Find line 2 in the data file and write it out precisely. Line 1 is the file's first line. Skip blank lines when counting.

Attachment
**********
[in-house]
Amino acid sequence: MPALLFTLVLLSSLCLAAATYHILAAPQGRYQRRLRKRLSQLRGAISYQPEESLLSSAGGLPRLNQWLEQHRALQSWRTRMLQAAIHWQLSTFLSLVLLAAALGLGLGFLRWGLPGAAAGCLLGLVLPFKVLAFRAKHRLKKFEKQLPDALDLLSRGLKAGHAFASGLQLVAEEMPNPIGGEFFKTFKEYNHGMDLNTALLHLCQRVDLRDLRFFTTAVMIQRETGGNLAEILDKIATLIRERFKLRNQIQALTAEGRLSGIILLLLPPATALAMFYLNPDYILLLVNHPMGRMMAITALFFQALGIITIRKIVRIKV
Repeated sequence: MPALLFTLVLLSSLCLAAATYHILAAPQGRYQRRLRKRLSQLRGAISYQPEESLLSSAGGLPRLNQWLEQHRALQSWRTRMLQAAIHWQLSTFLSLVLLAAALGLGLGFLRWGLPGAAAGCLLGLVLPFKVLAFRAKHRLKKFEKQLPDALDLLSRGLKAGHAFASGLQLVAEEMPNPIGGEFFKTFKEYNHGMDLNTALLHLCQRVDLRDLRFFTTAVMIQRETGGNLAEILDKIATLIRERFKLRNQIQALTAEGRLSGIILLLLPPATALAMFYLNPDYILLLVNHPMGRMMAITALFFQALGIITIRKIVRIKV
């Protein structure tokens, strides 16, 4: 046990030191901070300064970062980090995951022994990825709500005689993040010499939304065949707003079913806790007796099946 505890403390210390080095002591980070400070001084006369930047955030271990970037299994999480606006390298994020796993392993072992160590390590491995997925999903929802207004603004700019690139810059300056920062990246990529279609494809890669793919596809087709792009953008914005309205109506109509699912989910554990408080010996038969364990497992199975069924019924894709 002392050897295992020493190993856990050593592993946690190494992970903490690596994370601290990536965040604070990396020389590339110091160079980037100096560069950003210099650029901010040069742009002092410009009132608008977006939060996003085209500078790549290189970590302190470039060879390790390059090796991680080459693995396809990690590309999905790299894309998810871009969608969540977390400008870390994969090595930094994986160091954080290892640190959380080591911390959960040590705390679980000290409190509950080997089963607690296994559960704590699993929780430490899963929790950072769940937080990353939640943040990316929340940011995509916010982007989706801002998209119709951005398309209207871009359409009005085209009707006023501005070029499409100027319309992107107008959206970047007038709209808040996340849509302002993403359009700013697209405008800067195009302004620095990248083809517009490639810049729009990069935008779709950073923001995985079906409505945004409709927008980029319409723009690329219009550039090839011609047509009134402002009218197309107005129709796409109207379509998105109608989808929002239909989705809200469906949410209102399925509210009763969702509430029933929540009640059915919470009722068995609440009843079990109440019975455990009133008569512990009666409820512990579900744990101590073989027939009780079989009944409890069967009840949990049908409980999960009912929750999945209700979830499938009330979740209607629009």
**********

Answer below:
Amino acid sequence: MPALLFTLVLLSSLCLAAATYHILAAPQGRYQRRLRKRLSQLRGAISYQPEESLLSSAGGLPRLNQWLEQHRALQSWRTRMLQAAIHWQLSTFLSLVLLAAALGLGLGFLRWGLPGAAAGCLLGLVLPFKVLAFRAKHRLKKFEKQLPDALDLLSRGLKAGHAFASGLQLVAEEMPNPIGGEFFKTFKEYNHGMDLNTALLHLCQRVDLRDLRFFTTAVMIQRETGGNLAEILDKIATLIRERFKLRNQIQALTAEGRLSGIILLLLPPATALAMFYLNPDYILLLVNHPMGRMMAITALFFQALGIITIRKIVRIKV